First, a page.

Computer Numerical Control // Valerie Gaughan

5/18/2015

One specific expectation I remember having before coming to architecture school is that we would be doing a lot of hands on work. I figured we would build many models and go through large amounts of sketch books and trace paper rolls.  In the past year, I have put in more work in the shop than ever before building for Design+Make studio projects and other class work. However, an element I did not expect in my earlier years was the use of a CNC router. A CNC (computer numerical control) router is a computer controlled cutting machine used for cutting various hard materials, such as wood, composites, aluminum, steel, plastics, and foams. Last semester, a few of my studio mates and I took a class specifically about applying the use of a CNC router to design. We modeled specific wood joints, built carts, inlays, and boxes thought out the semester using the CNC router. We were given a quick taste of the incredible capabilities of a CNC. After a few lessons about the computer program used to run the CNC, we were capable of precisely cutting, carving, and drilling all kinds of things. The possibilities are seemingly endless but I will speak to the projects I have been directly involved with and briefly reflect on its applications and possibilities in design.

 

My first experiences with the CNC were slow pace and admittedly frustrating. It was a mixture of setting the cut depth wrong, using the wrong bit, or simply not being able to start the machine all together. However, after a few weeks, I started to get the hang of it and I started to learn a few tricks and see the fun possibilities. Below of an example of my box with a simple box joint and engravings of a bear and the Seattle skyline. I suppose with a lot of effort and time, a highly skilled individual could accomplish this task by hand but it would take days compared to the total of 4 hours on the CNC machine.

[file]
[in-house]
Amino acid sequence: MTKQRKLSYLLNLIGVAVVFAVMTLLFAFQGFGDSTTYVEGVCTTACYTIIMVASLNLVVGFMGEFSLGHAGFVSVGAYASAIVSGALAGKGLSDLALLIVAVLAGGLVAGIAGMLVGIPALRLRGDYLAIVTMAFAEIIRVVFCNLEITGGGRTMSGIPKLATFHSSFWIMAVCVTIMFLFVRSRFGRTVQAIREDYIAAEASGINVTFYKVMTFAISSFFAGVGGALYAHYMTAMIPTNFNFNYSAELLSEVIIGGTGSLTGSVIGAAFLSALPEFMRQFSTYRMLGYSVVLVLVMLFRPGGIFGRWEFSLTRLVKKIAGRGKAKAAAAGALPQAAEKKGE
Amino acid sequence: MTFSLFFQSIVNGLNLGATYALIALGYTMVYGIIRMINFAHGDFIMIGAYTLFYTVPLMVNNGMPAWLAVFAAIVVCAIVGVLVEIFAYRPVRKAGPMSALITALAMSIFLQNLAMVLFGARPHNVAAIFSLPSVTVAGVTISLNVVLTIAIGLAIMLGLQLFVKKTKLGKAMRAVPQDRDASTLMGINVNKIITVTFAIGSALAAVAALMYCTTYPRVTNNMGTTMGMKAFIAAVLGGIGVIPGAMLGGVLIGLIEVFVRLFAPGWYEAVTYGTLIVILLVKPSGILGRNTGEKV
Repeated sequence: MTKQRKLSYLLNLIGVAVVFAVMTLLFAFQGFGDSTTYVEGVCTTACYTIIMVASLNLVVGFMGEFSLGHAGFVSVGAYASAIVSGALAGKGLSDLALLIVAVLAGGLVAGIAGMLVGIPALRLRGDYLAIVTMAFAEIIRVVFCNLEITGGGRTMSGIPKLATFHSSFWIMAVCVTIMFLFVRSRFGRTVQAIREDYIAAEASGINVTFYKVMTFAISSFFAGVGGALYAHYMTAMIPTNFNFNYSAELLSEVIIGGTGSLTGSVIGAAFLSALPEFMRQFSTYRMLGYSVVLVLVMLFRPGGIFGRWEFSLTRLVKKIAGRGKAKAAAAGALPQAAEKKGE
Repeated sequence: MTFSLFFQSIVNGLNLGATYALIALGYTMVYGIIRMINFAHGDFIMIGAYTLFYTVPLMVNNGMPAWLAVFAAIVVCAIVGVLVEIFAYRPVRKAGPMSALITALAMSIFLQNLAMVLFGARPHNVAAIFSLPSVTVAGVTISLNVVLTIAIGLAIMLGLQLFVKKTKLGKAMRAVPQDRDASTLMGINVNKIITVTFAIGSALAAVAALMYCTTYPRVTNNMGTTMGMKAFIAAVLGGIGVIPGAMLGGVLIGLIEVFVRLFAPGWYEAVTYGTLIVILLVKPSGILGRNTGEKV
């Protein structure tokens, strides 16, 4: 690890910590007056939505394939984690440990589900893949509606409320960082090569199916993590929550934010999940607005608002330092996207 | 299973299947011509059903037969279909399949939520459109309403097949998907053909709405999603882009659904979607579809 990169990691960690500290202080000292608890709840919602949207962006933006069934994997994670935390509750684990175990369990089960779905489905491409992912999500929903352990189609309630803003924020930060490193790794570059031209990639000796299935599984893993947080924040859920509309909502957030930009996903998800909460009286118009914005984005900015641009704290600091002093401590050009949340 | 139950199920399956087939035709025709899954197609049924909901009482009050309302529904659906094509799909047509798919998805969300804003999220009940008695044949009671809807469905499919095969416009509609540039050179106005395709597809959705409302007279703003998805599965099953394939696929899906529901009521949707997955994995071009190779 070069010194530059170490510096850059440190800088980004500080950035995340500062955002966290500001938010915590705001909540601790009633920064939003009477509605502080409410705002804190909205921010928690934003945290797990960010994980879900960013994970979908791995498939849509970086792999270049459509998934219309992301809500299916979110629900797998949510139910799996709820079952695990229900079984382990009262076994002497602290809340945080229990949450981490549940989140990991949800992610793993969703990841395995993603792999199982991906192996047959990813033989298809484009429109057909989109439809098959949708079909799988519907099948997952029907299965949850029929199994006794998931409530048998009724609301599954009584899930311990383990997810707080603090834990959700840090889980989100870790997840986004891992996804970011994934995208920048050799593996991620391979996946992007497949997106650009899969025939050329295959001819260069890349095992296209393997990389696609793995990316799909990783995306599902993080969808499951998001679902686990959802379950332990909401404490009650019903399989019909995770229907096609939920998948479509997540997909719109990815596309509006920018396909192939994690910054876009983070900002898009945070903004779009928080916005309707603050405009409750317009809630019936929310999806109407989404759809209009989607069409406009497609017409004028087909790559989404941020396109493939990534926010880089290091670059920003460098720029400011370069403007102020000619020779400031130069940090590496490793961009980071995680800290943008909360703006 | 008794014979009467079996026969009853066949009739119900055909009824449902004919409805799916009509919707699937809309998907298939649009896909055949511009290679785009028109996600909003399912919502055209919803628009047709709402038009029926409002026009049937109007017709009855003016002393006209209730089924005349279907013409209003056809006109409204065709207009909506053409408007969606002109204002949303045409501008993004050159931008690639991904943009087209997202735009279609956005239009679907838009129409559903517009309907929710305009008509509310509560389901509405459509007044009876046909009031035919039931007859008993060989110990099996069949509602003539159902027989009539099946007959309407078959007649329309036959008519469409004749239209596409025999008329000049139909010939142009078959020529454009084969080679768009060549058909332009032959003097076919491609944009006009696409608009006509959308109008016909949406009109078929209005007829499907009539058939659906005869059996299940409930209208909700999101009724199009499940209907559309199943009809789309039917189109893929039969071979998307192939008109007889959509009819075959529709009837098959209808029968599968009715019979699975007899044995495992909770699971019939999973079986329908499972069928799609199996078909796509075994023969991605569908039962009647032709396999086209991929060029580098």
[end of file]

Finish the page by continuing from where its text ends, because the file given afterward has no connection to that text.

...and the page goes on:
The CNC’s precision cuts make it possible to apply small but important details to our work. For instance, with a bit of testing, we were able apply a small chamfer to the edges of our lettering and profile cut of our Johnson County Pavilion dedication plaque. It gave the plaque a refined look and made it smaller text more legible. Another example of the useful application of the CNC router for Design+Make was in the making of our fabrication jigs for the Johnson County Pavilion. The pavilion involved the repurposing of the irregular shaped glulam beams. In order to fabricate the individual bays of the pavilion before we erected it on site we had to come up with a jig that would hold up the 2-400 pound glulam’s as well as the 1000 pounds of steel that was connecting the two beams. We were sketched out possibilities and out it to the test. Once we found the proper solution to our problem, we were able to mass produce the complex jigs we needed in a timely fashion with the CNC machine in the APDesign shop.

The CNC machine has been making a huge impact on the design world because of its unique capabilities that are often unmatched by the human hand. If used properly, it can be applied to all aspects of design to build accurate prototypes, test details, and even efficiently build products of architecture. I have been fascinated with its impact on chair design but it goes much farther than that. The fabrication of wall systems, utilities, sun shades, structure, and every other aspect of design can be greatly impacted by exploiting the capabilities of Computer Numerical Control.

Written by Valerie Gaughan